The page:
WHITFIELD: And, of course, we're going to talk more about the influence of the George Zimmerman trial. It has indeed been quite the rolling coaster ride. The state's star witness taking the stand. Hear what she has says about the last moments of Trayvon Martin's life.

But first, six CNN viewers who were selected to race in a Nautica Malibu triathlon are almost ready for their big day. Their health issues got in the way of getting a full workout in the past, but that's not stopping them now.

Dr. Sanjay Gupta is here to catch us up on how they're training. It's going.

DR. SANJAY GUPTA, CNN CHIEF MEDICAL CORRESPONDENT: We're in the home stretch of our CNN "Fit Nation" triathlon challenge. Six people are training to race the Nautica Malibu triathlon with me, and we're just a little more than two months away from the start line. A little nervous.

When they started this journey, some of the six-pack couldn't run more than a minute without stopping. Health issues were slowing them down. But now what a difference some simple training makes.

Tabitha McMahon, she's battled ulcerative colitis since she was 19 years old. Cycling, running, those were basically impossible for her. But now she's about to race her second triathlon as part of a relay team. She joined out program to show other people with the disease they, too, could overcome it. And she's been getting a lot of feedback in droves.

TABITHA MCMAHON, FIT NATION PARTICIPANT: One of the most gratifying things that's happened there's been a number of people who are also suffering from inflammatory bowel disease that have reached out to me. I've heard over and over again either they search the Internet they found no positive stories of living with Crohn's or ulcerative colitis until they've across my story. And that's been so special to me and has really kept me motivated.

GUPTA: Rae Timme. She's the oldest member of our group. When we first met Ray, she was afraid to put her face in the water to swim, but check her out now. She has lost 17 pounds, she runs up to six miles at a time and she's come to love those long bike rides.

RAE TIMME, FIT NATIONAL PARTICIPANT: I was motivated to do this because I wanted to feel better and I was willing to do the work. I cannot begin to tell you how good I feel, how much energy I have.

GUPTA: Together Tabitha and Rae are helping us build a more fit nation. Rae's husband just bought a bike. He started cycling with her as well. Tabitha's 7 1/2 year old is taking a page out of her mom's book, and starting to get fit also.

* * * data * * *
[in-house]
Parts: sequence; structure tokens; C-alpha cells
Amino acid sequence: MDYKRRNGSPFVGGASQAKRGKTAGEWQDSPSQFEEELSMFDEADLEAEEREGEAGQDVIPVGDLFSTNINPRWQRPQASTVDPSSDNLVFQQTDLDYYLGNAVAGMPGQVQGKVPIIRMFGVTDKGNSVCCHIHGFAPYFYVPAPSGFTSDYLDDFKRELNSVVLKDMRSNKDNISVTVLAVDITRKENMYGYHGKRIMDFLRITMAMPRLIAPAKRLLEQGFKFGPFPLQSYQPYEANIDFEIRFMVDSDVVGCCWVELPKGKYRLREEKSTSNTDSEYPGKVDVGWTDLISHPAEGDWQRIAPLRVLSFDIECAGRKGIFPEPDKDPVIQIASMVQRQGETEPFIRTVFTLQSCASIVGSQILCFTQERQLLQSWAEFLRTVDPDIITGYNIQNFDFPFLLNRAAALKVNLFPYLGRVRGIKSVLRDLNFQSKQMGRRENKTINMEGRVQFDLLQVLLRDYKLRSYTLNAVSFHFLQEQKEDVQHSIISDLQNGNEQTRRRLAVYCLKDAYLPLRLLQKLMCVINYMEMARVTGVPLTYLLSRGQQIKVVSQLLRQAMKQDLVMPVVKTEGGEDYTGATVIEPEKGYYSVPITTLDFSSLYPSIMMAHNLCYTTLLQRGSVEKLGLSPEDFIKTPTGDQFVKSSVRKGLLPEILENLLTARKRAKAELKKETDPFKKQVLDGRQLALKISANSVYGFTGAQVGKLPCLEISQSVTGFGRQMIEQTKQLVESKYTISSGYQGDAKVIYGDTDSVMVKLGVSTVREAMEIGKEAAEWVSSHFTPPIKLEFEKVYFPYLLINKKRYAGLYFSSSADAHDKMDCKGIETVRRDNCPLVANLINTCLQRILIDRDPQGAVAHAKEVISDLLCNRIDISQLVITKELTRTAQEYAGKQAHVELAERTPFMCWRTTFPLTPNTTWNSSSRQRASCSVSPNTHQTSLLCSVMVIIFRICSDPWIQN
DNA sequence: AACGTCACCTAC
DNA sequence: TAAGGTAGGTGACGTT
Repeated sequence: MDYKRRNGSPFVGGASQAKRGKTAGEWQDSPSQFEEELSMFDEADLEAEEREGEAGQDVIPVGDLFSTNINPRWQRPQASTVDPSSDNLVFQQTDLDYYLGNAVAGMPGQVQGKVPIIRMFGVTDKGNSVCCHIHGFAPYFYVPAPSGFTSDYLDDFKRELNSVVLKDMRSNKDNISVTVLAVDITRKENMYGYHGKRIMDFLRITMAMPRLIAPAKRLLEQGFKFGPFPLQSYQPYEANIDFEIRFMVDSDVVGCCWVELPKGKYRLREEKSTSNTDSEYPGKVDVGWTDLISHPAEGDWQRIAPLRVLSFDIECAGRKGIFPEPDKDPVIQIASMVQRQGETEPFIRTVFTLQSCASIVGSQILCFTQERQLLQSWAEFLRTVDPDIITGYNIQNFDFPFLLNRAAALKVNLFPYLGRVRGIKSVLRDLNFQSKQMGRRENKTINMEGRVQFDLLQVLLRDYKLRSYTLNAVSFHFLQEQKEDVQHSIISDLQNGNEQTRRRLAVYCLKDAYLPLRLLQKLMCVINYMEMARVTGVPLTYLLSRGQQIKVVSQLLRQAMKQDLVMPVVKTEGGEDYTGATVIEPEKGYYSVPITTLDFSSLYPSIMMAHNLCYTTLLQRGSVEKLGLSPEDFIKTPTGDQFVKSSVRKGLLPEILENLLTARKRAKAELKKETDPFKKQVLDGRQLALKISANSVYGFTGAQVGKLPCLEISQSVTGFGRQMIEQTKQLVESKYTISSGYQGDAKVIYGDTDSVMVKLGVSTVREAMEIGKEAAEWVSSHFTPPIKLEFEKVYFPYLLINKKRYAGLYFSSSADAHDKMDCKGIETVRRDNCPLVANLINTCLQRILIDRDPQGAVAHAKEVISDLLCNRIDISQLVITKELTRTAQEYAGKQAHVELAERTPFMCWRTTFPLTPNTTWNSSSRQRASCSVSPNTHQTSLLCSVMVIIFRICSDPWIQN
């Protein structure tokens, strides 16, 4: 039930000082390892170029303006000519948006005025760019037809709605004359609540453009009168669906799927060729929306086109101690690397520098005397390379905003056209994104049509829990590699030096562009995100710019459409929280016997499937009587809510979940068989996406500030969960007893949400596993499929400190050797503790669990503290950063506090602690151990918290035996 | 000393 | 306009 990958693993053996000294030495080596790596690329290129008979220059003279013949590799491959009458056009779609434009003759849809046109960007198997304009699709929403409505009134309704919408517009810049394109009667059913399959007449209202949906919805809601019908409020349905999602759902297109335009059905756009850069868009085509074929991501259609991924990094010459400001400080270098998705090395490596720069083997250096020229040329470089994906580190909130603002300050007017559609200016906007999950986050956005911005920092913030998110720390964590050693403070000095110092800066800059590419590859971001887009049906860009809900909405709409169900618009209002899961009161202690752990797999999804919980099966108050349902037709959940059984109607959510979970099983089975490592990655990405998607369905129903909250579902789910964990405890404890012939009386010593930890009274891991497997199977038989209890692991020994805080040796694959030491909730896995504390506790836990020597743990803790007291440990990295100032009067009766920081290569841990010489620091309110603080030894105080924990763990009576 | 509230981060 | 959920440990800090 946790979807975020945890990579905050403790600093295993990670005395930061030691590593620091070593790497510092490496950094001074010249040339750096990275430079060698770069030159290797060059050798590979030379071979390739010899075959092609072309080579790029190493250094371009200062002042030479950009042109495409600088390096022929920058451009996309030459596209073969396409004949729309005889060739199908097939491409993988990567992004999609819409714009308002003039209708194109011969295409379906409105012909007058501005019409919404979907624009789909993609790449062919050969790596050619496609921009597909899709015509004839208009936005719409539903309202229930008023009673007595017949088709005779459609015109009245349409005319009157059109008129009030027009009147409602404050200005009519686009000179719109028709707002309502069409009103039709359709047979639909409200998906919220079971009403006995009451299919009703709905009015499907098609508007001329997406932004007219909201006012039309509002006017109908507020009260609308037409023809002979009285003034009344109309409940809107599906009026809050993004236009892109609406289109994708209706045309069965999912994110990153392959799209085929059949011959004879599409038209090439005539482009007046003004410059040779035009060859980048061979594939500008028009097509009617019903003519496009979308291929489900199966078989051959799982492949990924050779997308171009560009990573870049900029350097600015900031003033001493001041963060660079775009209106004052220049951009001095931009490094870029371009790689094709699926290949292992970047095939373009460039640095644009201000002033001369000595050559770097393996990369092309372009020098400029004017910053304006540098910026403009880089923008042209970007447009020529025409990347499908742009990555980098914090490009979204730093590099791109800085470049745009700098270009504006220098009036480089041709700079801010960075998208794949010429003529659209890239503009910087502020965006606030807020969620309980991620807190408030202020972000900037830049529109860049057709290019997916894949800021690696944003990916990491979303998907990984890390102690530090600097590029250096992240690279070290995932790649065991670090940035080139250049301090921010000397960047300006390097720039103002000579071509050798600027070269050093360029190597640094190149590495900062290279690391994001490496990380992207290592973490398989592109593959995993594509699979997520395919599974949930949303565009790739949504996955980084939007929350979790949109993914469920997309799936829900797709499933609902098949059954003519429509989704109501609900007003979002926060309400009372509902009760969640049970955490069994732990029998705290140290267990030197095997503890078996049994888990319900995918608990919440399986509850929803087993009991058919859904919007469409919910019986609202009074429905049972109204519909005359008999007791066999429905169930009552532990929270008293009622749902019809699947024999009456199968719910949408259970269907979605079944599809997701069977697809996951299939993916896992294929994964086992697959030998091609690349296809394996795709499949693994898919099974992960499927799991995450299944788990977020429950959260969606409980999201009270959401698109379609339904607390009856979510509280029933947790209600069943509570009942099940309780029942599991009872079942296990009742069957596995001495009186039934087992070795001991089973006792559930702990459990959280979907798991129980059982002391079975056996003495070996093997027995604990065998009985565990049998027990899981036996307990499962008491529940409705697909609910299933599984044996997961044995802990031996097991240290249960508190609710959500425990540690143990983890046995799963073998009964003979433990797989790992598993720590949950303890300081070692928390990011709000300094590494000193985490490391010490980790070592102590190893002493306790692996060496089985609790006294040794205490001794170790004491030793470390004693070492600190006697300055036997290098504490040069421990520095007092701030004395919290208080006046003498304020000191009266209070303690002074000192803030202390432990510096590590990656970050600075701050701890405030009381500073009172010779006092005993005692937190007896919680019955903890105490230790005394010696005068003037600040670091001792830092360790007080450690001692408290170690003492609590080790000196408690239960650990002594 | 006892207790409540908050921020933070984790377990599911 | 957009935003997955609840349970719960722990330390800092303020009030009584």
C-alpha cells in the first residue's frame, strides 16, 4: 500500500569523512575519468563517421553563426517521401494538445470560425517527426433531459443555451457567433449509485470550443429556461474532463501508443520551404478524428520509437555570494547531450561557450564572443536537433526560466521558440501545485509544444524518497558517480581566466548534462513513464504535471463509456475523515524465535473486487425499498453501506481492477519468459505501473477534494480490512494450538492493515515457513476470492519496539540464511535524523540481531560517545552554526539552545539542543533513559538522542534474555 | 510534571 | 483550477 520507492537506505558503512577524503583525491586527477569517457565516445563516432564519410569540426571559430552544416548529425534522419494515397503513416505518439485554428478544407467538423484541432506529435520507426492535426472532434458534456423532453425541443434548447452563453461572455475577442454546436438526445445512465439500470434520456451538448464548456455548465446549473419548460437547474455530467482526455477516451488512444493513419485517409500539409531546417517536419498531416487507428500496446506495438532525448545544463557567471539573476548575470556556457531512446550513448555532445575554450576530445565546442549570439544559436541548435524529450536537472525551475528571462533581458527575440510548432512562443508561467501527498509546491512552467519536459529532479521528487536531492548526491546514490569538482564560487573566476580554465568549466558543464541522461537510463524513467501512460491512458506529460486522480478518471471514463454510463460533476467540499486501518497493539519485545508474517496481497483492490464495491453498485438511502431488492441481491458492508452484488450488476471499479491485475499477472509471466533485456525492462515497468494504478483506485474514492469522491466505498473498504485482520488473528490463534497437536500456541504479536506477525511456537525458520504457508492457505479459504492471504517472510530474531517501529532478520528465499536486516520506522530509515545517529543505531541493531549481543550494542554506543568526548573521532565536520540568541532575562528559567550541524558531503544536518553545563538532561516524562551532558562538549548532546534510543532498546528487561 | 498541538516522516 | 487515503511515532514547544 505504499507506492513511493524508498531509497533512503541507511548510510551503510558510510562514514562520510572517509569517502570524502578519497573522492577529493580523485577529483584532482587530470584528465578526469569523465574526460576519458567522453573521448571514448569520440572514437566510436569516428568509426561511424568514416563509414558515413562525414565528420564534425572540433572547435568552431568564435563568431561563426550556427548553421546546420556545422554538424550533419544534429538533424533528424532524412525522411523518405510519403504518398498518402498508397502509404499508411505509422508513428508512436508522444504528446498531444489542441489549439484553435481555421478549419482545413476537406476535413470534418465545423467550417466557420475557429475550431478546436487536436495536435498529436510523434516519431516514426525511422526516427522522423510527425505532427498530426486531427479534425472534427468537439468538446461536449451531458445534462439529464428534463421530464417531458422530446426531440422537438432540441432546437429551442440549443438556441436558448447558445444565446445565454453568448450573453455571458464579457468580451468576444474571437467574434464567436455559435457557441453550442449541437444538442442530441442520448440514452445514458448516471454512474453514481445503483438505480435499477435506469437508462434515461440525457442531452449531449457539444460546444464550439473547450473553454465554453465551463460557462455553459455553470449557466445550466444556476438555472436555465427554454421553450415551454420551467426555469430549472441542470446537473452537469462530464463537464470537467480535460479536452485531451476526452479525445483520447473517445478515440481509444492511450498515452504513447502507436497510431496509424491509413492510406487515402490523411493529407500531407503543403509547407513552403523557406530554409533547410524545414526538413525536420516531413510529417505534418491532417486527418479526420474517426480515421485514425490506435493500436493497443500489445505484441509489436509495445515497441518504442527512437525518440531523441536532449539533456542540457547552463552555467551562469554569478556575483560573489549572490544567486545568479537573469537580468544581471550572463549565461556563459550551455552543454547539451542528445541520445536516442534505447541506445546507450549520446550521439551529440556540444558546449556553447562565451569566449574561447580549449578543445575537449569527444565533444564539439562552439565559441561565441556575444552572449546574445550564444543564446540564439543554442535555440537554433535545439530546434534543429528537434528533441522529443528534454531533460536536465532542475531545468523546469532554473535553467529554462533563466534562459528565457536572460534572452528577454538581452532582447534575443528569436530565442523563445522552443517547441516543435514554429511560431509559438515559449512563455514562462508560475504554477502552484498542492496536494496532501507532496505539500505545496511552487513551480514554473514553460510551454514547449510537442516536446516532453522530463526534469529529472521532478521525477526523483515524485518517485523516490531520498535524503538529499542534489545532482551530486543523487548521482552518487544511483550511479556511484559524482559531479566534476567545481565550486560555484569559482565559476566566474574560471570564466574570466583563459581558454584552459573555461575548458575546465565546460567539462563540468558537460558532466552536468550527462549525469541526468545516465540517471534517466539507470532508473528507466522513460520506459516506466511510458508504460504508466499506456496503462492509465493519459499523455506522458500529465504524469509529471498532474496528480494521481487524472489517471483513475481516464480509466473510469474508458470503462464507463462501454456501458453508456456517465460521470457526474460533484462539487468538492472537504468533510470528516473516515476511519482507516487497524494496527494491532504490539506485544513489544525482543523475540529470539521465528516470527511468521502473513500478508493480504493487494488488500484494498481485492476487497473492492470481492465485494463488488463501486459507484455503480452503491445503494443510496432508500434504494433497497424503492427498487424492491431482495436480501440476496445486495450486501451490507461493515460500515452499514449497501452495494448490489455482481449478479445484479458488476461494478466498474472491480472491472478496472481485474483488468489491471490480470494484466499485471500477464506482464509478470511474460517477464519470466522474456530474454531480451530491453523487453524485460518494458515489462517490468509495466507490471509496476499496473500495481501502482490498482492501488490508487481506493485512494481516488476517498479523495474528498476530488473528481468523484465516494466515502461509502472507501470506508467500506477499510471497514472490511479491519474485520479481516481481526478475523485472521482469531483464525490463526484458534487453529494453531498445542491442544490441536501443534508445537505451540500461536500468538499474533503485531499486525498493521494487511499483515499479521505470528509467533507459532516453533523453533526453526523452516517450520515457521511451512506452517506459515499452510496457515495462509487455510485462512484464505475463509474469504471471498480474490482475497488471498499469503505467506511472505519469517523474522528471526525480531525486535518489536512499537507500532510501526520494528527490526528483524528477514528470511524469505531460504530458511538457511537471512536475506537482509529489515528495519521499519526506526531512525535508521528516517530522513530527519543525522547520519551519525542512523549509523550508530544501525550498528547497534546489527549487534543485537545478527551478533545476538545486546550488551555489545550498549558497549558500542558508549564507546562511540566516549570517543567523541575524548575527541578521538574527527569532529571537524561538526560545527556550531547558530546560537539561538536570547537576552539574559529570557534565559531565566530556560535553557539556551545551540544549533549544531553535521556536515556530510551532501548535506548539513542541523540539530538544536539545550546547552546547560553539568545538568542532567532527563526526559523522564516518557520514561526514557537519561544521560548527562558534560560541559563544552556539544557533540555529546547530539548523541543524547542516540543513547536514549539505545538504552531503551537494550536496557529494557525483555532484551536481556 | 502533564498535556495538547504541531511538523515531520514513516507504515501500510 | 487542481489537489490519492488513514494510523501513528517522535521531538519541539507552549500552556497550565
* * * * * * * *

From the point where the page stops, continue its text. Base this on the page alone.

If you want to follow along with our workout and check out our interactive at


WHITFIELD: Verbal fireworks in this -- this week in the trial of George Zimmerman. He is charged with second-degree murder in the shooting death of Trayvon Martin in 2012.

HLN's Jane Velez-Mitchell has the highlights now.

JANE VELEZ-MITCHELL, HOST, HLN'S JEAN VELEZ-MITCHELL: Fredricka, what a roller coaster week in the George Zimmerman murder trial. At the start of the week, the prosecution came out of the gate like gangbusters delivering a powerful opening statement, in which he accused George Zimmerman, the defendant, of a baker's dozen of lies in connection with what happened between him and Trayvon Martin on the night that Trayvon died.

The key witness was the prosecution's star witness, the young lady who was on the phone with Trayvon Martin seconds before he was killed. Her name, Rachel Jeantel, and she definitely painted Trayvon Martin as the person being followed and George Zimmerman as the aggressor. Listen.


RACHEL JEANTEL, WITNESS: He said, why are you following me for? Then I heard a hard-breathed man come and say, what are you doing around here? I said, Trayvon, Trayvon, what's going on? And I heard a bump, then I started hearing grass sound. I heard Trayvon say, get off, get off.


JEANTEL: Then secondly the phone hung up.

VELEZ-MITCHELL: But Rachel Jeantel's hostile attitude on the witness stand alienated some people and they thought maybe it didn't play well with the jurors. What followed all week, a series of residents. Taking the stand and testifying about what they saw and out at the trial.

Now some of them said things that supported George Zimmerman, some of them said things that supported Trayvon Martin. It was a mixed bag. They contradicted each other. Some of them even contradicted themselves because they gave several different accounts by now of what happened.

Here's what one resident, Jonathan Good, said that seemed to fall in the defendant's corner. Check it out.


O'MARA: The person who you now know to be Trayvon Martin was on top, correct?


O'MARA: And he was the one who was raining blows down on the person man on the bottom, George Zimmerman, right?

GOOD: That's what it looked like. (END VIDEO CLIP)

VELEZ-MITCHELL: So at the end of the day, it appears it all boils down to who was on top in the confrontation. That would tend to make that person, if the jury believes that person is on top, the aggressor. Who was crying out for help? It would tend to lean toward the person crying out for help was the victim. Whose voice was that? And those are questions that we're still sifting through as this trial unfolds.

Back to you, Fredricka.

WHITFIELD: All right. Thanks so much, Jane Velez-Mitchell. And you can catch Jane each weekday at 7:00 p.m. Eastern on our sister network HLN.

OK. Are "Sesame Street" characters Burt and Ernie characters gay? A provocative new magazine cover is generating a lot of discussion about the puppet's sexual orientation, that's coming up 3:00 Eastern Time. Stay with us.


WHITFIELD: I'm Fredricka Whitfield. I'll see you in an hour but first Wall Street's wild swings have become the new normal. Is your nest eggs safe? Christine Romans has your answers. "YOUR MONEY" starts now.